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Friday, Nov. 28, 2008

An NGO reaches out to bullied foreign kids


Staff writer

KYOTO — Bullying is widely recognized as a problem affecting Japanese children. But non-Japanese kids and their parents who are also harassed can have a particularly hard time finding either sympathy or practical advice in their native language.

Now, the Gunma Prefecture-based nongovernmental organization Multilingual Education Research Institute is reaching out to non-Japanese parents and students throughout Japan, as well as to concerned Japanese who want to stop the bullying of foreign children.

The Ijime (Bullying) Zero campaign provides a number of services, including a telephone hotline and a Web page with advice in English, Japanese, Portuguese and Spanish.

"No one in Japanese education is talking about the xenophobic aspects of bullying. There is a need to train people to be aware and to do something," said Cheiron McMahill, president of the International Community School in Tamamura, Gunma Prefecture, and head of the institute.

McMahill noted that while the government assists Japanese victims of bullying, there are fewer resources for foreign children in their native language. To fill the void, the institute is using its Ijime Zero campaign to offer three kinds of assistance.

First is a multilingual forum where foreign children and their families can disclose their concerns and help each other. Second, educators nationwide, Japanese and non-Japanese alike, who have foreign students can get information and assistance on dealing with bullies. Third, anybody who wishes may borrow, for the price of return postage, multilingual literature and DVDs on dealing with bullies. About 3,000 items are available for lending, McMahill said.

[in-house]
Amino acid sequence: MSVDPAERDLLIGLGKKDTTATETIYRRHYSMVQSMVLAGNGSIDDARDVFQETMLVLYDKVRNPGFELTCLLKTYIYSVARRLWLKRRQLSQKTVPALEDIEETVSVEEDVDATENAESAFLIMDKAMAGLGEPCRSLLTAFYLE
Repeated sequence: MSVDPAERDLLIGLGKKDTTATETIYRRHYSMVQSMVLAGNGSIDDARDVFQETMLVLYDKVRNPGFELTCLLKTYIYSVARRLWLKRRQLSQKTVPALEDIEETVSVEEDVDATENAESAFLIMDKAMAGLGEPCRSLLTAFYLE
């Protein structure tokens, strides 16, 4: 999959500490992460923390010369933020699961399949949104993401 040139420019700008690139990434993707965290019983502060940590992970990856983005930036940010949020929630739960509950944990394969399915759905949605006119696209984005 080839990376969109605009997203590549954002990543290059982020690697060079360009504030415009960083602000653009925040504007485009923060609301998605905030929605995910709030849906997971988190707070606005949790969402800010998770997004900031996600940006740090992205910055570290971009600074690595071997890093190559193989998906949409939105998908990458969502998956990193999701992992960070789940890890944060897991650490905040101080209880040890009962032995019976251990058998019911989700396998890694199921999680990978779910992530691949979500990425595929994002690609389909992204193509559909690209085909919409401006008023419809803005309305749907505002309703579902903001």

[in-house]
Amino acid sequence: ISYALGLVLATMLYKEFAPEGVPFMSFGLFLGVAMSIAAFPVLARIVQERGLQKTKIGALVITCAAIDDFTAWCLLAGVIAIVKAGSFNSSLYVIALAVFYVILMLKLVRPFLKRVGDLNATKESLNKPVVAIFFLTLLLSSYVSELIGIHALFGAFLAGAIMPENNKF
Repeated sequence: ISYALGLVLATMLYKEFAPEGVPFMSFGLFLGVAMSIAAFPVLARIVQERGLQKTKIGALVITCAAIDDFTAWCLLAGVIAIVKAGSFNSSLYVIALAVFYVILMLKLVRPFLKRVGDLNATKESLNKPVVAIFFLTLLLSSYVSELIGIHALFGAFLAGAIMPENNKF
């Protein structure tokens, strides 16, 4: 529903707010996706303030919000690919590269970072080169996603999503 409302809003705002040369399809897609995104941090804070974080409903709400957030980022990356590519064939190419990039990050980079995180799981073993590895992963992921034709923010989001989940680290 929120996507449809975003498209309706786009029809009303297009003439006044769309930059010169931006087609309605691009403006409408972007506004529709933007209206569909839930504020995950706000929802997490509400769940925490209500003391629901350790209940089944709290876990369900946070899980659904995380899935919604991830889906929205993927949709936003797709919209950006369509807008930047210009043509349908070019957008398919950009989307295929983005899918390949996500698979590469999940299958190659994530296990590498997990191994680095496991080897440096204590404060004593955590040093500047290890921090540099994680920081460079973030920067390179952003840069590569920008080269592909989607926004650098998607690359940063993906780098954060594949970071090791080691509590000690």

Nationwide, there are more than 25,000 foreign children in schools. The majority are believed to be Brazilians, followed by Chinese. Truancy among foreign children, who are often bullied because they are different or don't speak Japanese, has become a concern in recent years, especially in prefectures like Gunma and in the Chubu region where large numbers of foreigners reside.

Local governments and the central government both say more needs to be done to integrate foreign children into Japanese schools. But they are often at odds over what exactly should be done and who should take the lead. The central government has long urged local governments to do more, while cash-strapped local governments say there is little more they can do unless Tokyo formulates a national policy and provides funds for assistance.

Human rights activists note a fundamental reason for truancy among foreign children is that they are not required by law to attend public school, which means those who drop out due to bullying or other reasons are not legally obliged to return. The education ministry's position is that while public schools cannot turn away foreign children, they don't have to make sure they're in class.

"Revising the Compulsory Education Law to insure foreign children are covered is a top priority for Japan," McMahill said.

Last year, a government survey revealed that at least 1 percent of foreign children living in Japan did not attend school, but because the whereabouts of 17.5 percent of children in Japan registered as foreigners was unknown, the real truancy figure is probably much higher.

"The different languages that foreign children speak need to be seen as a resource for Japanese society as a whole, not as a problem to be solved. Having foreign children in the classroom helps Japanese children become more multicultural, and that will pay benefits for all when they grow up and go out into the world," McMahill said.

For more information on the Ijime Zero campaign and the kinds of assistance available to international parents and children, visit the Multilingual Education Research Institute's Web site at www.ijimezero.org



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